“Listen, babies, Mamma is really sorry she snapped at you. She’s been up since sunrise and is extremely tired.” It had been a hard day at work, I’d been forced to take a really crowded train to get back home on time to fetch the kids, and the one thing I did not want was for the kids to be getting into each other’s hair. I had yelled at them, taken away their television viewing privileges and had then proceeded to feel guilty about venting my frustration on the kids.
“But why are you so tired? Are all Mammas tired?”
“I am tired because I work hard at home, and also have a full time job. But Mammas who don’t go to office are slightly less tired because they can rest in the afternoon.”
“Then why do you go to office?” They didn’t mean it to sound that way, but the way I heard it was “If you don’t go to work, you would be a nicer Mamma.”
If I hadn’t been feeling guilty enough for snapping at the kids, I felt even more guilty about not being home for them. My organization made a difference to the lives of over fifty thousand children from marginalized background, but were those kids more important than my own? By allowing my work to drain me emotionally, wasn’t I shortchanging the two children who I brought into the world? Shouldn’t I be giving my best to my two children, rather than to the kids of strangers? Maybe I should give up the full-time job I took up only this year, and go back to being a full time mother?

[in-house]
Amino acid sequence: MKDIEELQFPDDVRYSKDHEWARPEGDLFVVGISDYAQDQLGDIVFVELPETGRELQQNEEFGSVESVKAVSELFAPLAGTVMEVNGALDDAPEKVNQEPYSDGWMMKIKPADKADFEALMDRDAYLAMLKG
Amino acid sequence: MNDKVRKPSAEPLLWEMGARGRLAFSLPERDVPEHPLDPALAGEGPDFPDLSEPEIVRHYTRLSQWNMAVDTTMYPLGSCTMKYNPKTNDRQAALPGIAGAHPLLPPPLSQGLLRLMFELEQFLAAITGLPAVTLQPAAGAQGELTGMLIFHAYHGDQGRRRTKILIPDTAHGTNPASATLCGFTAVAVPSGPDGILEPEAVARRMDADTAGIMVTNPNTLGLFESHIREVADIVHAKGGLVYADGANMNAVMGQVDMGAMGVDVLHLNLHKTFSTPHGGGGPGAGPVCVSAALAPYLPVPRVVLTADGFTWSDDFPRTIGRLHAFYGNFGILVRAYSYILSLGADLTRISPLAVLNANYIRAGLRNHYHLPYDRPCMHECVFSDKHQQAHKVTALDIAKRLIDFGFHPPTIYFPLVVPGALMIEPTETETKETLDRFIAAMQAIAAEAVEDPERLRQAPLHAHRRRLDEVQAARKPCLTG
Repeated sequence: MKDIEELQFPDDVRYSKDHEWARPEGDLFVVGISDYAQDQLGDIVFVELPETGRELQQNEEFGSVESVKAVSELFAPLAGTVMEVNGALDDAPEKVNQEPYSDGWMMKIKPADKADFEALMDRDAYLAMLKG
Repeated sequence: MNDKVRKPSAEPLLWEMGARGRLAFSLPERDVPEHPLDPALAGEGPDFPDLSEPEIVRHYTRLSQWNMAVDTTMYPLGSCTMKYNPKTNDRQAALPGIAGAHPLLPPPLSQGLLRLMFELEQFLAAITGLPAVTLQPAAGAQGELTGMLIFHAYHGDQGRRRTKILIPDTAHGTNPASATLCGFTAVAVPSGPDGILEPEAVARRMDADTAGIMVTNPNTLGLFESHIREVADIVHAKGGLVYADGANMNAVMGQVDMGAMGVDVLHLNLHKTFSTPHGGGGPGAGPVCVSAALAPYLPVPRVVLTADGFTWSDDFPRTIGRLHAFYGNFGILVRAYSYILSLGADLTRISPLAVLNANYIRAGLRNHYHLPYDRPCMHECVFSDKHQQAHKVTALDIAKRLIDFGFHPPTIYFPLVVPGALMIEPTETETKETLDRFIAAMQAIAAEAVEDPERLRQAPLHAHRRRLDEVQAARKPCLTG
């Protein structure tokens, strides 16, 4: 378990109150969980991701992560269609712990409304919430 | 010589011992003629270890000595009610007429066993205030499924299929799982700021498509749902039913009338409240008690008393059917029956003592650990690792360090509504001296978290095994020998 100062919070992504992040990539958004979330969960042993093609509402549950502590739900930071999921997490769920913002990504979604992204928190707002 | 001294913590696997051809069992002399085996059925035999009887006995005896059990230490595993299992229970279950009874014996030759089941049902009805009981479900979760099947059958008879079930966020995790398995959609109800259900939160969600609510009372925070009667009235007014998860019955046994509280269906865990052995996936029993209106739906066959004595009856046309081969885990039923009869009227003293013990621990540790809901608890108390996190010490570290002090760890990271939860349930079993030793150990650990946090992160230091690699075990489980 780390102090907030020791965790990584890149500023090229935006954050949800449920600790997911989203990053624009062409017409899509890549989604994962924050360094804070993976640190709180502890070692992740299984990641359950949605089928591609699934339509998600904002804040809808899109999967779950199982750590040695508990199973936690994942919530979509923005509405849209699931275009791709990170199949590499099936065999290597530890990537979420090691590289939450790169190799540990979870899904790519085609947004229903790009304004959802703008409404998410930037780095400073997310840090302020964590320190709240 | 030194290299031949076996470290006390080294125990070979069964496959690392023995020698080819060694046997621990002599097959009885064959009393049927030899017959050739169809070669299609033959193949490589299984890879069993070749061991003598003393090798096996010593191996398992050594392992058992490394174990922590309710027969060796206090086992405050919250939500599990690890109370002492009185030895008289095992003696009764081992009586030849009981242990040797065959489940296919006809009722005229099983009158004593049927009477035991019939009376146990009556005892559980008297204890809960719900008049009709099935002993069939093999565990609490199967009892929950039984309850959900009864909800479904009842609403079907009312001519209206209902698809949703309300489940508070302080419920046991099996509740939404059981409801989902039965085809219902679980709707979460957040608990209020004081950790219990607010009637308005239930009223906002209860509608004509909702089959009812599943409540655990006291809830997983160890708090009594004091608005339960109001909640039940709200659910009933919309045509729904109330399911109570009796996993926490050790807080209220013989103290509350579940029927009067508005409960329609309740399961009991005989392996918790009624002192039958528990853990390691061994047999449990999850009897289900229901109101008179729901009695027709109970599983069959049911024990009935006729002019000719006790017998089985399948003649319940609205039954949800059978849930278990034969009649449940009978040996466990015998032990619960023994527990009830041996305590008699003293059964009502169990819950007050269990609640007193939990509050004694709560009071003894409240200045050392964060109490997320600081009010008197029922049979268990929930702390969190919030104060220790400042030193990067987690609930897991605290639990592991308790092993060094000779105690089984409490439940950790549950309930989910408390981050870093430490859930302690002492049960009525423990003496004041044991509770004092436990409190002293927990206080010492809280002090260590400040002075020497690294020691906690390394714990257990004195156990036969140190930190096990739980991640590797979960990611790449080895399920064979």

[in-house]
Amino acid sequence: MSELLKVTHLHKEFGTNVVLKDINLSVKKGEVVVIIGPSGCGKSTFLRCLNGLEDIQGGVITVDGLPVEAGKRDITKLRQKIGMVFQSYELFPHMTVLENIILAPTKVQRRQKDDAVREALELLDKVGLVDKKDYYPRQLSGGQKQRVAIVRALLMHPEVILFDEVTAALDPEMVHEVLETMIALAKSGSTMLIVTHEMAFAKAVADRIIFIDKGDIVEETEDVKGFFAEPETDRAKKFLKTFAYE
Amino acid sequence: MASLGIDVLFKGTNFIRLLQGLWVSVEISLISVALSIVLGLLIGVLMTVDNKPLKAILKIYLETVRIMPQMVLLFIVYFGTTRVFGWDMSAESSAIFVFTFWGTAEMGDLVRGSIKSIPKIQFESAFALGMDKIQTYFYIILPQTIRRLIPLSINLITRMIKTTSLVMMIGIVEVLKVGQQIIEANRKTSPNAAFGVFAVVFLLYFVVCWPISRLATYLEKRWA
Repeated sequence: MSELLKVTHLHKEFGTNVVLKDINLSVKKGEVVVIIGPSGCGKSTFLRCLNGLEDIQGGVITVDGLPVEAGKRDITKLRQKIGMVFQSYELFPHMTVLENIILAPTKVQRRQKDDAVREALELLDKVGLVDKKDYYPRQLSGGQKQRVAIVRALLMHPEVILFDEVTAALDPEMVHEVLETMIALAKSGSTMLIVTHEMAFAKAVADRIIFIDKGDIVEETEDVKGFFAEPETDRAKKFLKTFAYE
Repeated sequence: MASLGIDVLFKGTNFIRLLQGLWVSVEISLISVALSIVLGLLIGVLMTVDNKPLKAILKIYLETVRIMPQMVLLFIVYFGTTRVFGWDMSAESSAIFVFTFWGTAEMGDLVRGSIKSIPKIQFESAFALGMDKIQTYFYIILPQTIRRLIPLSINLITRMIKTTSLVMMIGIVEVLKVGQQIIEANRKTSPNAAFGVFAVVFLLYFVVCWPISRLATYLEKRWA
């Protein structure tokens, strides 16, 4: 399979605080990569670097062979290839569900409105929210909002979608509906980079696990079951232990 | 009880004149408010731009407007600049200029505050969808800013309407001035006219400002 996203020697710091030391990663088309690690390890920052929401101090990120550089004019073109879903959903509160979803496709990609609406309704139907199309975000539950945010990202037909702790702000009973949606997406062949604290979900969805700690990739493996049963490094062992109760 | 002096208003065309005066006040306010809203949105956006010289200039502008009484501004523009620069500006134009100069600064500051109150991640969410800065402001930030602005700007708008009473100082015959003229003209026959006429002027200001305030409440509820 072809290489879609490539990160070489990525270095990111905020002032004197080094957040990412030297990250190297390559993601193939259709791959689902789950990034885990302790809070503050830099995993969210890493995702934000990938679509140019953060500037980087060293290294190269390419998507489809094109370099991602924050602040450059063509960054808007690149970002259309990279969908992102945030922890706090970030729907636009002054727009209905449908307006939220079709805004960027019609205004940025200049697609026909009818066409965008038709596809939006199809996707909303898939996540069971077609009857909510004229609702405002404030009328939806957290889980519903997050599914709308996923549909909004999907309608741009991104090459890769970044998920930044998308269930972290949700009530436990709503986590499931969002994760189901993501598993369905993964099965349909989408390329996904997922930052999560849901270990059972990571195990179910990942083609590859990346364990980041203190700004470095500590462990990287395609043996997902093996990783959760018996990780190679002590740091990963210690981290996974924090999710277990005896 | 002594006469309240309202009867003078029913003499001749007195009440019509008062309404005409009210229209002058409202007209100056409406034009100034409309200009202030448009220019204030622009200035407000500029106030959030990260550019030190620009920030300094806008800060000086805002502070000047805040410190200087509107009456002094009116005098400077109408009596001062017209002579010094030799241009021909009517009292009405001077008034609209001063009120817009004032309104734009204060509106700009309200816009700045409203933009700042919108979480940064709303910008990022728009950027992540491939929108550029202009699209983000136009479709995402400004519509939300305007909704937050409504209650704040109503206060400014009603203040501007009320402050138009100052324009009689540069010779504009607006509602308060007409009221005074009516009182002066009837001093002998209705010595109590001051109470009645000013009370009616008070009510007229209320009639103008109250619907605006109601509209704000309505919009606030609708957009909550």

I thought all that, and came very close to putting in my papers. Then sanity prevailed.
Was I cut out to be a full-time mother? When I was not working, was I necessarily a more chilled out mom to my kids? Had I never snapped at the kids even when I did not have the excuse of the daily commute? However much I loved being called that, could I survive with ‘Mamma’ being my sole identity?
The answer to all those questions was no. There are people who born to be mothers. Much as I respect them, I am not one of them. I have always expected my kids to behave as I wanted them to, and have been disappointed when they did not. At some levels, being a mother, and nothing else, was a frustrating experience for me, and my kids were the nature target of my frustration.
Working full-time has made me a less demanding mother. While I do snap at my kids occasionally, I no longer seek perfection in them, and am, therefore, much more satisfied with them.
The decision to go back to work full time wasn’t a question of neglecting my children. It was quite simply something I owned myself, and my family.
He ran upto me and flung his arms around me. “Mamma, I love you.”
Why had I even had the doubts that I did have?